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I'm not sure what's worse here: the fact that some of my data is going to go away, or the fact that I found this out almost by accident. Someone is going to get burned by this.
I find Google Groups to be very useful; it solves an important problem. I rely on it and I don't assume that it's going to go away like, say, the great social experiment of Google Wave (conclusion: if a product isn't pretty obvious to the users in a short time, they'll probably never get it). So I was quite disturbed when I went to create a page within a group, and I came across this rather mildly-headlined Notice About Pages and Files.
Read it; it's short. Notice the last line of the third paragraph: "In February 2011, we will turn off the pages and files features, and you will no longer be able to access that content." In journalism, this is called "burying the lead," which means, "putting the most important line of the piece down in the article where a lot of people won't notice it.
"No longer able to access that content" means, to the average user "your data is gone." I used the word "destroyed" in the headline to emphasize that; to compensate for how buried Google has made this. Because, yes, I don't use pages and files very often, so I could have easily discovered this after February 2011, and I suspect there are significant numbers of people who will discover it too late, the way Google is playing this one.
Of course, you can save your data if you (1) find out about its impending doom and (2) move it to Google Docs or Google Sites. Both of these require action on your part, and if you don't act your data will quietly become unavailable (same as "destroyed").
This is disturbing on several levels, the most important one being trust. The Internet has shown us that the primary factor in business is trust: can I trust you and how much? Google has been mostly about free services so they understood how important it is to build that trust to the point where you say, "Google, sure, they'll always take good care of me," which means you never hesitate to "buy into" what they do. The more you can trust, the easier it is for you to make a buying decision (consider other trustworthy companies; I never worry about buying things at Costco, for example. I don't feel quite as good about Amazon, but I still trust them a lot).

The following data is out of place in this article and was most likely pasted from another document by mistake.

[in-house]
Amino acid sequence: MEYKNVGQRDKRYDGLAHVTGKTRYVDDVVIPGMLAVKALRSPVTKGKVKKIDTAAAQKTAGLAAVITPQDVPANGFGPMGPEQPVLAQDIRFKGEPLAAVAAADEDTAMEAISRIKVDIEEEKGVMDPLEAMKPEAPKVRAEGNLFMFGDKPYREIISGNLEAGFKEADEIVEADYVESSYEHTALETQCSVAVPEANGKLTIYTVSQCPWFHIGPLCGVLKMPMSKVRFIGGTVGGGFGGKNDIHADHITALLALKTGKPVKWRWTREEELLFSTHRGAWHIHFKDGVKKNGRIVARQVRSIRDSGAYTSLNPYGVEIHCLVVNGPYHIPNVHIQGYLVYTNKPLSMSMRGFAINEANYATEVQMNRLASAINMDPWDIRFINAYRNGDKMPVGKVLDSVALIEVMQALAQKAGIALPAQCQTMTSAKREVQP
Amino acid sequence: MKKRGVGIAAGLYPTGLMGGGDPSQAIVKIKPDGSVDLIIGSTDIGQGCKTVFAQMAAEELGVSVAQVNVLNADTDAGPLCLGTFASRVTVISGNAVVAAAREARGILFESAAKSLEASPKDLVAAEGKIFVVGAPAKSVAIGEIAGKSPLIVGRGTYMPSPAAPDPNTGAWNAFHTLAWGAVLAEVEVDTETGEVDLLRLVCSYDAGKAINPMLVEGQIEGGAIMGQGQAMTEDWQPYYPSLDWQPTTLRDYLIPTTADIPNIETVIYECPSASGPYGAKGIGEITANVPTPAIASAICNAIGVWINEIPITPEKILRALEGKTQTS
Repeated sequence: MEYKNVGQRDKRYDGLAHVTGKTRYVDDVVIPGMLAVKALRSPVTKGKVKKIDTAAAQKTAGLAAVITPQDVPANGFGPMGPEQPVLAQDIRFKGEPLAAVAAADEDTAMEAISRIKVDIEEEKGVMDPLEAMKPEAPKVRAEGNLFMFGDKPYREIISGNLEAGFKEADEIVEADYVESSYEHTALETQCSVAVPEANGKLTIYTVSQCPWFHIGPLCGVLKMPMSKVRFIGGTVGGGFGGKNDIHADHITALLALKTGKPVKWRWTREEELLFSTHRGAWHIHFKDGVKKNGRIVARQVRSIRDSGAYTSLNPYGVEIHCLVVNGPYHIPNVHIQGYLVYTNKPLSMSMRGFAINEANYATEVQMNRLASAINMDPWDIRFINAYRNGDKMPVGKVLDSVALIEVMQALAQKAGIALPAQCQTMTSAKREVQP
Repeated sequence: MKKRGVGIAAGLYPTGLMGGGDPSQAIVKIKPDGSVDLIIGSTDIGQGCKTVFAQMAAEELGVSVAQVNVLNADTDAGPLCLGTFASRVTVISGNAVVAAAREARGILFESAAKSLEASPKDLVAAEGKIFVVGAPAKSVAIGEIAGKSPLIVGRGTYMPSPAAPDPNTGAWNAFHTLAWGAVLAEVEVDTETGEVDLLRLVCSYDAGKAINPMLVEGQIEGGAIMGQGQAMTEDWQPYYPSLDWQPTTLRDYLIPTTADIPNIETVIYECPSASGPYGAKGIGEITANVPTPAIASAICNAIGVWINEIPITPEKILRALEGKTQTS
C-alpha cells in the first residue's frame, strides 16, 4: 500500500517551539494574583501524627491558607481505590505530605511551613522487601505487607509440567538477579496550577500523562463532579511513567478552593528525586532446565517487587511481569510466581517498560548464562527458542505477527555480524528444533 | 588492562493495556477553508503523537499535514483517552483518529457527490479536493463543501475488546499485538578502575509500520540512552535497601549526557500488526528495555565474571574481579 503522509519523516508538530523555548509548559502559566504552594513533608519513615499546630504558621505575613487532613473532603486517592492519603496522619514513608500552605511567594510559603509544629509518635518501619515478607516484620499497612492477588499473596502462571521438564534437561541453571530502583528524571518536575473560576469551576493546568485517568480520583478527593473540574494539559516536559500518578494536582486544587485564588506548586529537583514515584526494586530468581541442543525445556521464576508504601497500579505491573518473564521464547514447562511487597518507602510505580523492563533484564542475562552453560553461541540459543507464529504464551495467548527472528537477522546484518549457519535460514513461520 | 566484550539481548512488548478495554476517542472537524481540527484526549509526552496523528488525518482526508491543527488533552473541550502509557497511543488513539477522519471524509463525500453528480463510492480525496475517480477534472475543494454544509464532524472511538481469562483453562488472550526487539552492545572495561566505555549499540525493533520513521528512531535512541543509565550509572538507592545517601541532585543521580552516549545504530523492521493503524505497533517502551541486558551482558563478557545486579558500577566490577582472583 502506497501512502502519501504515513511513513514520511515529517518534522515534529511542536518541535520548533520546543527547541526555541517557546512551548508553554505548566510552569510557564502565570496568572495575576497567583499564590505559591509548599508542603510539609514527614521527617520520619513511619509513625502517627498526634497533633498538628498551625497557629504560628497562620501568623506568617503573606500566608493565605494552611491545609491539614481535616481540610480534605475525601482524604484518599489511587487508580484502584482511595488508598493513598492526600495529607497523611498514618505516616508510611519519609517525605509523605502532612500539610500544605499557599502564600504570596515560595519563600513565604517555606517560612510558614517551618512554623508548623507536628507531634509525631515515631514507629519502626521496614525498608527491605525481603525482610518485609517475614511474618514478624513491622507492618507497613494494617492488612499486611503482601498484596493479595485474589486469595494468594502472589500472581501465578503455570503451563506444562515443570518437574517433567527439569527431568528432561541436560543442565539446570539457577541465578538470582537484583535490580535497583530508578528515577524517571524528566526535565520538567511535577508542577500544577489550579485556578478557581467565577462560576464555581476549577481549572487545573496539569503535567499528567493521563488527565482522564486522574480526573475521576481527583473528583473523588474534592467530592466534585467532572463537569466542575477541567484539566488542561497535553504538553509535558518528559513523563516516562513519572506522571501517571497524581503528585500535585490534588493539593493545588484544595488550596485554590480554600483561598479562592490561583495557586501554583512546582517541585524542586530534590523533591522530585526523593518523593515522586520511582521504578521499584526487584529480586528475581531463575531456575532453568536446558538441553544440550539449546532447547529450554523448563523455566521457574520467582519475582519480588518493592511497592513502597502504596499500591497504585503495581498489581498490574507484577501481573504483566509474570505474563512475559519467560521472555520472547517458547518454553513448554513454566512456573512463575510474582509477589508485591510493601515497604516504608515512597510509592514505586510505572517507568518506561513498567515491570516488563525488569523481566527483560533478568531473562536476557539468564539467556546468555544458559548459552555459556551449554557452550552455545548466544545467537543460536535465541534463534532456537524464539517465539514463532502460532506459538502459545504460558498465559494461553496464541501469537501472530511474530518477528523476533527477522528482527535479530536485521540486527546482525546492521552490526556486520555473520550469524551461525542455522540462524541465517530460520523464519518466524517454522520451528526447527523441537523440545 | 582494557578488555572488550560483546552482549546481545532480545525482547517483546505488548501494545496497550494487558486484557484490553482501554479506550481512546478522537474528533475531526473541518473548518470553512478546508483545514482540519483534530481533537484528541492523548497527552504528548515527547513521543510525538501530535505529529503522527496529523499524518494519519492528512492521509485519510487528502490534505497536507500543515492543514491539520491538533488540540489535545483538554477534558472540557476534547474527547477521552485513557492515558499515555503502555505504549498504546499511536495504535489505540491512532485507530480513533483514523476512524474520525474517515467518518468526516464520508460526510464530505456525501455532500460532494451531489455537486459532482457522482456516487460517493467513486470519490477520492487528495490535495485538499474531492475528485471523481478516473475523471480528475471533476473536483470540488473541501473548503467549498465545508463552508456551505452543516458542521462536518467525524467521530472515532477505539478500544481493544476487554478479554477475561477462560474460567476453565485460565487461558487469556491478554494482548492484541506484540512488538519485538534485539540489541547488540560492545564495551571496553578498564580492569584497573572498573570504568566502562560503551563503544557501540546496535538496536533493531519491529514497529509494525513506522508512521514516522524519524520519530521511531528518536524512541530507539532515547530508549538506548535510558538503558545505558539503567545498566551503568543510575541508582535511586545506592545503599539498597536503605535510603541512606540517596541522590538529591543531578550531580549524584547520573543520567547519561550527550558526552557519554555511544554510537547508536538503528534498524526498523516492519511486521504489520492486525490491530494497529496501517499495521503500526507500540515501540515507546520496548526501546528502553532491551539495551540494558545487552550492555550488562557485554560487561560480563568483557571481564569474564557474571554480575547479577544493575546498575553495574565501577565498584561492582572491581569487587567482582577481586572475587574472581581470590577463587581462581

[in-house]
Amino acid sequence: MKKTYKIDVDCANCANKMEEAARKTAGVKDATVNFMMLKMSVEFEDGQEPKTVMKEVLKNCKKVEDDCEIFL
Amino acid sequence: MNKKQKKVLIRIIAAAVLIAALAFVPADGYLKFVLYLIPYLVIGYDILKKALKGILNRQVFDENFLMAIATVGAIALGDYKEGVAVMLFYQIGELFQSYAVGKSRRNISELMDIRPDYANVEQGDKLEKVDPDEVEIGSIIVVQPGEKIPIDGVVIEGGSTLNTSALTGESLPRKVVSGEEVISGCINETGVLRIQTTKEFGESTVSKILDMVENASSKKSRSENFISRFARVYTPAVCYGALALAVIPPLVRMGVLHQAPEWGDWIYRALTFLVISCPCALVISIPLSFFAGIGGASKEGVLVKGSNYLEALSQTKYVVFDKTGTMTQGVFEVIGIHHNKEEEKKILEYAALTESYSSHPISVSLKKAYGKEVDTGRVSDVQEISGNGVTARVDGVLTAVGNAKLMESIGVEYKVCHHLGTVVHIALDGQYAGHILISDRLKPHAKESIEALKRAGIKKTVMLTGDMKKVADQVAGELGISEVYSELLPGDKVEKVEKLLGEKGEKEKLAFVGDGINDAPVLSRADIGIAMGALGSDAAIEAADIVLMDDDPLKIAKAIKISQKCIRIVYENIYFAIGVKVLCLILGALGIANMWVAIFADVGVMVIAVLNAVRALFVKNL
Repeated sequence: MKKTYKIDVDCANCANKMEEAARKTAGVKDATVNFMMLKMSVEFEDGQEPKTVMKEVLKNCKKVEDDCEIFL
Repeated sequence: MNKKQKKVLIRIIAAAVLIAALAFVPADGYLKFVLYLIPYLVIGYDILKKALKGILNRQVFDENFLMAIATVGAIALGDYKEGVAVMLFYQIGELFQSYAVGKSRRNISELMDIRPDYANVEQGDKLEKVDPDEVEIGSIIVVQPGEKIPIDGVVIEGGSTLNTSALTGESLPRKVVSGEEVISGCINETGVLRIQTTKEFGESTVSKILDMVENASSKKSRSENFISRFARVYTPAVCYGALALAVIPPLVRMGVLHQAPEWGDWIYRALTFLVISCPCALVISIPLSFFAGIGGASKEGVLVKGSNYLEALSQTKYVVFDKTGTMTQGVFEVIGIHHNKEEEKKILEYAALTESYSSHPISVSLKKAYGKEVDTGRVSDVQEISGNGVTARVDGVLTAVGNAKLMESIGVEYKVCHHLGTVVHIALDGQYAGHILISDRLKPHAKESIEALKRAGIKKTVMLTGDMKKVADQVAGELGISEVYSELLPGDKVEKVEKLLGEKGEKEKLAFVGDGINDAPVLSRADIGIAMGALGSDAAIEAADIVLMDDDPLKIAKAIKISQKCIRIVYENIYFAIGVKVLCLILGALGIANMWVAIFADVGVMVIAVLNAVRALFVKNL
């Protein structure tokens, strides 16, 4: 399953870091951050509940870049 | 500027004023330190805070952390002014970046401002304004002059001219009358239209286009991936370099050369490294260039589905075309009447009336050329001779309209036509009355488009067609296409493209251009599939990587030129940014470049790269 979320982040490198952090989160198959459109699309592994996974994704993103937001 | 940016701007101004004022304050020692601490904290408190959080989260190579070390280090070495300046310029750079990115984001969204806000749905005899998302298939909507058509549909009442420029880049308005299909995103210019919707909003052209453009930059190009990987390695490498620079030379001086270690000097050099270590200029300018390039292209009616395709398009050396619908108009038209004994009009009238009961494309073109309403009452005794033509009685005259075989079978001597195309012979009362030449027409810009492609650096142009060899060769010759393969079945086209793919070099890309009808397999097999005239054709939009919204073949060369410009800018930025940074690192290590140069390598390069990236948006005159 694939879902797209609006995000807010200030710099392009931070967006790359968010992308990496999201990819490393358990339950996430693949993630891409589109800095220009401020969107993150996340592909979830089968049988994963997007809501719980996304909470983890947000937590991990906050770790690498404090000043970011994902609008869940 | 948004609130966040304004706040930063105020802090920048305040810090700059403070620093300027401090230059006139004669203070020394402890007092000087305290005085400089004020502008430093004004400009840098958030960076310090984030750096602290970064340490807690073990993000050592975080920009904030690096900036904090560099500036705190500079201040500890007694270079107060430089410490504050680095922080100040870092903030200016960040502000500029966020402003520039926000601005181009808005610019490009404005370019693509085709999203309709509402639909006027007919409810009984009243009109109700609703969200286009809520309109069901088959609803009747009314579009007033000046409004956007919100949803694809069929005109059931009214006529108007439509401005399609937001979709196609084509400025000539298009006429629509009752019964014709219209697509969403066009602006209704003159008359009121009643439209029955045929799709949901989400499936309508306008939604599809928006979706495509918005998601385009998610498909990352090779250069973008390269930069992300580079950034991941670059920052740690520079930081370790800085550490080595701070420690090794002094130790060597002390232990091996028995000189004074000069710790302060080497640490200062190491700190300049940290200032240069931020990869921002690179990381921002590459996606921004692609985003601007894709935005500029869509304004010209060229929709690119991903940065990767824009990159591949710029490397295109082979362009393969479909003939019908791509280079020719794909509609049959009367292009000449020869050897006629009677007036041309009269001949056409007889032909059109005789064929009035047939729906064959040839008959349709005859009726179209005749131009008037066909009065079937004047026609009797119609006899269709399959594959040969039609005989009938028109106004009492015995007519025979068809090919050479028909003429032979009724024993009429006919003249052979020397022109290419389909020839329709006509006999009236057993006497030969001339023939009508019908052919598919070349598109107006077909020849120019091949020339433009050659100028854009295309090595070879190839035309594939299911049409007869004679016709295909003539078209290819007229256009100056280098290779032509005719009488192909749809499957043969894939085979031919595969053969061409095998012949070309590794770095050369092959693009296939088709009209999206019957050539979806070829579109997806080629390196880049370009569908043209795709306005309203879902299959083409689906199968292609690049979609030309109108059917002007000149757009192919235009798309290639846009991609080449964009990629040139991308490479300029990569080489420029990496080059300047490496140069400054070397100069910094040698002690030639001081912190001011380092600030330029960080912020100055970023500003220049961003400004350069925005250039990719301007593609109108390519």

Obviously the people who invested in Wave might feel a little burned, but it was clear from the start that it was an experiment that most people weren't figuring out. But it never occurred to me that Groups might be in jeopardy. Someone at Google might rush to say "oh, no, Groups will stay around" but how do I know that? Once you decide that some of my data is OK to destroy, where does it stop?.
My trust has been shaken. And the way this has been done is terrible: quietly announce that data will be destroyed and hope that people will notice? They should have sent a loud message to at least all the managers of groups: DANGER! WARNING! We are going to destroy your data!
I completely appreciate the need to regularly refocus and trim your product line. Doing so is smart and shows promise for Google. But don't be lazy about it. If you don't want to maintain pages and files within Groups and you think people should move their data to other products, write a few scripts and make the move happen automatically. Don't quietly destroy data! There will be at least a few people who wake up after February 2011 and realize with deep shock that something they trusted would always be there is suddenly gone. Google, of all companies, should know how valuable that trust is, how vocal people are on the web when their trust has been violated, and how difficult it is to regain that trust once you've broken it.
|Bruce Eckel (www.BruceEckel.com) provides development assistance in Python with user interfaces in Flex. He is the author of Thinking in Java (Prentice-Hall, 1998, 2nd Edition, 2000, 3rd Edition, 2003, 4th Edition, 2005), the Hands-On Java Seminar CD ROM (available on the Web site), Thinking in C++ (PH 1995; 2nd edition 2000, Volume 2 with Chuck Allison, 2003), C++ Inside & Out (Osborne/McGraw-Hill 1993), among others. He's given hundreds of presentations throughout the world, published over 150 articles in numerous magazines, was a founding member of the ANSI/ISO C++ committee and speaks regularly at conferences.|